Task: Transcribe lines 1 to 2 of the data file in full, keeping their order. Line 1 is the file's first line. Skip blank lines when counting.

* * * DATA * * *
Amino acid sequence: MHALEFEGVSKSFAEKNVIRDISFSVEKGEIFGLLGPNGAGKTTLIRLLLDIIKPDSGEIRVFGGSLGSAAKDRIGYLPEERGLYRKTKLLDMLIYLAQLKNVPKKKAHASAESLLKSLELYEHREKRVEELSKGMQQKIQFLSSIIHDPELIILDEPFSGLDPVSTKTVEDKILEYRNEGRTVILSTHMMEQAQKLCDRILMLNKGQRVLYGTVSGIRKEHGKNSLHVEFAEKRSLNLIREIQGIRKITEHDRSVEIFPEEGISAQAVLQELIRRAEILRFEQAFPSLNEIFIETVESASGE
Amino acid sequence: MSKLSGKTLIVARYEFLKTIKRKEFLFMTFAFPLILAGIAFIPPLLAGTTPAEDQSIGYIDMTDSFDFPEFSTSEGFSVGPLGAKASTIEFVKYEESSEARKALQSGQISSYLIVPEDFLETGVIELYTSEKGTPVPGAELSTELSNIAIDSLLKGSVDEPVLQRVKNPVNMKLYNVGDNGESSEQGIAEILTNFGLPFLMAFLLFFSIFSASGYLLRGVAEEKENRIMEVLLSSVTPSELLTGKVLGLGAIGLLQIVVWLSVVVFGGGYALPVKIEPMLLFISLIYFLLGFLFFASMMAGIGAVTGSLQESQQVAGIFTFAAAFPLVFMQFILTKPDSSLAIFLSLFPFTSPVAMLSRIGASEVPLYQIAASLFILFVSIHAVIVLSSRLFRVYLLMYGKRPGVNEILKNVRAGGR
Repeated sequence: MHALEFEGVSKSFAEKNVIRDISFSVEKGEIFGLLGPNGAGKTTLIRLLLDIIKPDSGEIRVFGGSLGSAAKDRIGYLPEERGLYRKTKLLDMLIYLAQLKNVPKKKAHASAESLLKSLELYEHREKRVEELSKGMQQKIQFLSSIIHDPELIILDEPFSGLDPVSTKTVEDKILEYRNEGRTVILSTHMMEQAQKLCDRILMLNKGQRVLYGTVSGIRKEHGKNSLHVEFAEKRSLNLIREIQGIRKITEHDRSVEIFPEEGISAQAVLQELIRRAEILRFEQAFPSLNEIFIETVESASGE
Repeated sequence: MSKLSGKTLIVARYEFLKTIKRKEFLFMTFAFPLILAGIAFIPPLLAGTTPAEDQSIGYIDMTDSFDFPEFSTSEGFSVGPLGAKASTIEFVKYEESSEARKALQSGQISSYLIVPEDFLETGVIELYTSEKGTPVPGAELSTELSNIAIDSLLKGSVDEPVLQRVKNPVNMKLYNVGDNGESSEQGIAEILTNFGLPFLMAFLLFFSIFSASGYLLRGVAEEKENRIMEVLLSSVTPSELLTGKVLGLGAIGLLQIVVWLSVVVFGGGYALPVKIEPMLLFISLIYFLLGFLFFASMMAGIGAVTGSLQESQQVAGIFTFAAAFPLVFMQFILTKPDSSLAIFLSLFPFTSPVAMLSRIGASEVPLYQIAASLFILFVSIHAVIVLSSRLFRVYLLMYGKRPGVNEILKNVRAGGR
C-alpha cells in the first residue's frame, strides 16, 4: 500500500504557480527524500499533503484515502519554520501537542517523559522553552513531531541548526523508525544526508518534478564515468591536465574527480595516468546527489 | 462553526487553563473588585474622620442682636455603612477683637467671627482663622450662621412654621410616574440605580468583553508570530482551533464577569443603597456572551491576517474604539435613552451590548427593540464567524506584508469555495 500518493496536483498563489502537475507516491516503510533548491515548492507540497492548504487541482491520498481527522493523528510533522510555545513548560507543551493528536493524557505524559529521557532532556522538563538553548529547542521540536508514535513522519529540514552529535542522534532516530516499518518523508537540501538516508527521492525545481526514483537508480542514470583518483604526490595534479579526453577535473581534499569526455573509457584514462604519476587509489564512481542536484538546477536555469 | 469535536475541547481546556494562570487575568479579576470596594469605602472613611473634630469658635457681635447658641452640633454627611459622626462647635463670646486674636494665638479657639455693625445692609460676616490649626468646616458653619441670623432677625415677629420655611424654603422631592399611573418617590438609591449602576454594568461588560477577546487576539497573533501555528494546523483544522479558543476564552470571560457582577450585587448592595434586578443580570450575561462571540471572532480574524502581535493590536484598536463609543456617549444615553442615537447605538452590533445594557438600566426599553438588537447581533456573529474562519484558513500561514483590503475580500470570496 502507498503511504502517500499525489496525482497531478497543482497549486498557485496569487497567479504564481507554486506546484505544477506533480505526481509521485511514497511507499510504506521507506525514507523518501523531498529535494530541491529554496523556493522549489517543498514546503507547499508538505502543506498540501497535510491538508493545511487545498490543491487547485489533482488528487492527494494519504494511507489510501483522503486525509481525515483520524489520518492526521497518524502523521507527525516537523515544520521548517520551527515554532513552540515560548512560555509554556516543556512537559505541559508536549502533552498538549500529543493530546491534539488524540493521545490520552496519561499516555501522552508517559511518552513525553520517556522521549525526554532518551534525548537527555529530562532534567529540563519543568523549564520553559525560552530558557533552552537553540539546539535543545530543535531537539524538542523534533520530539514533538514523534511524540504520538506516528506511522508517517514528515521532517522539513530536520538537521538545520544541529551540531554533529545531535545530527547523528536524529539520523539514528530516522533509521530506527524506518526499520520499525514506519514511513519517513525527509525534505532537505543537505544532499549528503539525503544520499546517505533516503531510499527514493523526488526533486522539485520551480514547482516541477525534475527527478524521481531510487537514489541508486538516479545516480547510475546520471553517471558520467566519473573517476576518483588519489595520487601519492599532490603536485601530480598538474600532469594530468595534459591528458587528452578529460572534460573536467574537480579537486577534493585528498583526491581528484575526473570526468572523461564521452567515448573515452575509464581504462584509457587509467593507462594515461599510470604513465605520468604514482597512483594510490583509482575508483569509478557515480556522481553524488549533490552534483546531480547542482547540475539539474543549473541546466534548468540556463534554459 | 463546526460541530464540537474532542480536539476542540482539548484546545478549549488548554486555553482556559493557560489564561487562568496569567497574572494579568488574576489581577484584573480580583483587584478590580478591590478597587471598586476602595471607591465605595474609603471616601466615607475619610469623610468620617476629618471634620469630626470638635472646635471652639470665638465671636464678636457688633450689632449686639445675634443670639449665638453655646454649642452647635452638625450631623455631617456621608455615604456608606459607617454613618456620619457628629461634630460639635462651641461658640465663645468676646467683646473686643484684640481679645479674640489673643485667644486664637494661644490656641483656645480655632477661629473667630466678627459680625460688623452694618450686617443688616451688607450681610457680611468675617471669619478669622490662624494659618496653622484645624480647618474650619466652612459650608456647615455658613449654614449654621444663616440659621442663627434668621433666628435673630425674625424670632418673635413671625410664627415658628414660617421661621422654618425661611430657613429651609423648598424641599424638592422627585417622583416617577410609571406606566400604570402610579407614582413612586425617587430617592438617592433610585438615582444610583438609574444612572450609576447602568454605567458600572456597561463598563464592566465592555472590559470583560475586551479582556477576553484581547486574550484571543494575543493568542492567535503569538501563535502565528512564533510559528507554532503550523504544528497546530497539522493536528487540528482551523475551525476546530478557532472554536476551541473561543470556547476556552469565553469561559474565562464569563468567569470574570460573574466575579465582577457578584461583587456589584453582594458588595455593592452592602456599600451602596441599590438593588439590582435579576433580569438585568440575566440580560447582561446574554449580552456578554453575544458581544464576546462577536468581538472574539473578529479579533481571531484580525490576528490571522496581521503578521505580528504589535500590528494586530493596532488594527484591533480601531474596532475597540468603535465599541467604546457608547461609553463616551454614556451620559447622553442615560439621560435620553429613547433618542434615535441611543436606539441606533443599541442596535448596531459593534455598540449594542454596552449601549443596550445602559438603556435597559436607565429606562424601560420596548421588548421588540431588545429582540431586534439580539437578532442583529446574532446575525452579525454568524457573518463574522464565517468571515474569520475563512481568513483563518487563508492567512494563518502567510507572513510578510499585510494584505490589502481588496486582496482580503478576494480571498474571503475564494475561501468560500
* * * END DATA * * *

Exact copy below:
Amino acid sequence: MHALEFEGVSKSFAEKNVIRDISFSVEKGEIFGLLGPNGAGKTTLIRLLLDIIKPDSGEIRVFGGSLGSAAKDRIGYLPEERGLYRKTKLLDMLIYLAQLKNVPKKKAHASAESLLKSLELYEHREKRVEELSKGMQQKIQFLSSIIHDPELIILDEPFSGLDPVSTKTVEDKILEYRNEGRTVILSTHMMEQAQKLCDRILMLNKGQRVLYGTVSGIRKEHGKNSLHVEFAEKRSLNLIREIQGIRKITEHDRSVEIFPEEGISAQAVLQELIRRAEILRFEQAFPSLNEIFIETVESASGE
Amino acid sequence: MSKLSGKTLIVARYEFLKTIKRKEFLFMTFAFPLILAGIAFIPPLLAGTTPAEDQSIGYIDMTDSFDFPEFSTSEGFSVGPLGAKASTIEFVKYEESSEARKALQSGQISSYLIVPEDFLETGVIELYTSEKGTPVPGAELSTELSNIAIDSLLKGSVDEPVLQRVKNPVNMKLYNVGDNGESSEQGIAEILTNFGLPFLMAFLLFFSIFSASGYLLRGVAEEKENRIMEVLLSSVTPSELLTGKVLGLGAIGLLQIVVWLSVVVFGGGYALPVKIEPMLLFISLIYFLLGFLFFASMMAGIGAVTGSLQESQQVAGIFTFAAAFPLVFMQFILTKPDSSLAIFLSLFPFTSPVAMLSRIGASEVPLYQIAASLFILFVSIHAVIVLSSRLFRVYLLMYGKRPGVNEILKNVRAGGR